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Management of acute intraoperative cerebrospinal fluid leaks

Management of acute intraoperative cerebrospinal fluid leaks Incidental durotomy in spinal surgery has been reported with incidences varying between 1 and over 16%, depending on the type of surgery and the region of the spine. When a dural tear occurs, immediate and meticulous repair is advised in order to minimize the risk of complications secondary to persistent leakage of cerebrospinal fluid (CSF). These complications include intracranial hypotension, pseudomeningocele formation and the development of a CSF fistula with secondary wound infection and meningitis. Most dural tears are caused during biting actions by Kerrison rongeurs, and dural adhesions, dural redundancy and thinned dura are known risk factors. Accurate visualization and thorough preparation of the surgical field are key steps in dural tear repair. Those tears that are amenable to it should be carefully sutured. Large defects may require a patch of dural substitute to be sewed in. Autologous fat has proven to be useful as onlay or plugin graft. The use of fibrin glue has become a widespread practice and its effectiveness as an adjunct to primary suturing and graft constructions has been well demonstrated. Hydrogel sealants and collagen matrix onlay grafts have become available to the surgeon as additional tools in dural tear repair. However, primary suturing — if possible — is still considered to be the most effective way of reducing the chance of persistent CSF leakage. Tight closure of the fascial layer is imperative. After lumbar durotomy repair, bed rest is advised. Postoperative lumbar or ventricular CSF drainage can also help as an additional protective measure. While numerous measures and tools are available, the key message is that the surgeon confronted with a dural tear should take his time and apply all intraoperative and postoperative means required to secure watertight closure. http://www.deepdyve.com/assets/images/DeepDyve-Logo-lg.png ArgoSpine News & Journal Springer Journals

Management of acute intraoperative cerebrospinal fluid leaks

ArgoSpine News & Journal , Volume 24 (4) – Mar 28, 2013

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Publisher
Springer Journals
Copyright
Copyright © 2012 by ARGOS and Springer-Verlag France
Subject
Medicine & Public Health; Orthopedics; Surgical Orthopedics; Diagnostic Radiology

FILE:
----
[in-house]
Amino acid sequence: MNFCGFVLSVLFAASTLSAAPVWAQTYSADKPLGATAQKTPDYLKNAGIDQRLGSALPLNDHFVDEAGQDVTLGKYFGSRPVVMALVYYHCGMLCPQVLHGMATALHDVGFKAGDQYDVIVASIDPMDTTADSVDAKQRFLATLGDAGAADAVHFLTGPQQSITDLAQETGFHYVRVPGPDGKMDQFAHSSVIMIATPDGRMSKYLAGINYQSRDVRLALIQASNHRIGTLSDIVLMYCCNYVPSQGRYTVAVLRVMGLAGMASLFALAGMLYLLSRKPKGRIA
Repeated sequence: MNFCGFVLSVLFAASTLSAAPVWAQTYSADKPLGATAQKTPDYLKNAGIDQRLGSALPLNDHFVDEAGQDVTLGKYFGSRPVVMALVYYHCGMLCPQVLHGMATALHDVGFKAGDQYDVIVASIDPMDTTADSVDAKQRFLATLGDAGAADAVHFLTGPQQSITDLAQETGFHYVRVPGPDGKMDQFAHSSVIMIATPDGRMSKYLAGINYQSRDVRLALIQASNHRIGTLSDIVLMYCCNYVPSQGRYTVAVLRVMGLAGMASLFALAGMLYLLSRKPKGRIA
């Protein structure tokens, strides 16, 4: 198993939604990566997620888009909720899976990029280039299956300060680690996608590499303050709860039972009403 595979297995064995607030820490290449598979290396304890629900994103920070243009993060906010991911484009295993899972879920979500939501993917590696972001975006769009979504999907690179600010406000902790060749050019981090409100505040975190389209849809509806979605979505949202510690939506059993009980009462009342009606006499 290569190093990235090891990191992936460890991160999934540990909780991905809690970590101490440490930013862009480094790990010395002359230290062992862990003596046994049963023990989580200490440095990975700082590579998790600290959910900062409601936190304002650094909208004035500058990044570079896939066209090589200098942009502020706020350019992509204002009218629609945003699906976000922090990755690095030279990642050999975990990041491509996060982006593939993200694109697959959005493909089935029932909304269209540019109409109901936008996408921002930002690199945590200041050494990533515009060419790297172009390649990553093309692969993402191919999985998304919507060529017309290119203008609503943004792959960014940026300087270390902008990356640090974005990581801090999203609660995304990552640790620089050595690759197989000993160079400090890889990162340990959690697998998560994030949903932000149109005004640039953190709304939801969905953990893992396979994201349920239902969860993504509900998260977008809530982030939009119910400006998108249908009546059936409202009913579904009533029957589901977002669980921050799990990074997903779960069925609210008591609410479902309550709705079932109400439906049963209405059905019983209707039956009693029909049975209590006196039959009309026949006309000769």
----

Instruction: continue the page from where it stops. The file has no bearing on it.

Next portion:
ISSN
1957-7729
eISSN
1957-7737
DOI
10.1007/s12240-012-0061-y
Publisher site
See Article on Publisher Site

Abstract

Incidental durotomy in spinal surgery has been reported with incidences varying between 1 and over 16%, depending on the type of surgery and the region of the spine. When a dural tear occurs, immediate and meticulous repair is advised in order to minimize the risk of complications secondary to persistent leakage of cerebrospinal fluid (CSF). These complications include intracranial hypotension, pseudomeningocele formation and the development of a CSF fistula with secondary wound infection and meningitis. Most dural tears are caused during biting actions by Kerrison rongeurs, and dural adhesions, dural redundancy and thinned dura are known risk factors. Accurate visualization and thorough preparation of the surgical field are key steps in dural tear repair. Those tears that are amenable to it should be carefully sutured. Large defects may require a patch of dural substitute to be sewed in. Autologous fat has proven to be useful as onlay or plugin graft. The use of fibrin glue has become a widespread practice and its effectiveness as an adjunct to primary suturing and graft constructions has been well demonstrated. Hydrogel sealants and collagen matrix onlay grafts have become available to the surgeon as additional tools in dural tear repair. However, primary suturing — if possible — is still considered to be the most effective way of reducing the chance of persistent CSF leakage. Tight closure of the fascial layer is imperative. After lumbar durotomy repair, bed rest is advised. Postoperative lumbar or ventricular CSF drainage can also help as an additional protective measure. While numerous measures and tools are available, the key message is that the surgeon confronted with a dural tear should take his time and apply all intraoperative and postoperative means required to secure watertight closure.

Journal

ArgoSpine News & JournalSpringer Journals

Published: Mar 28, 2013

References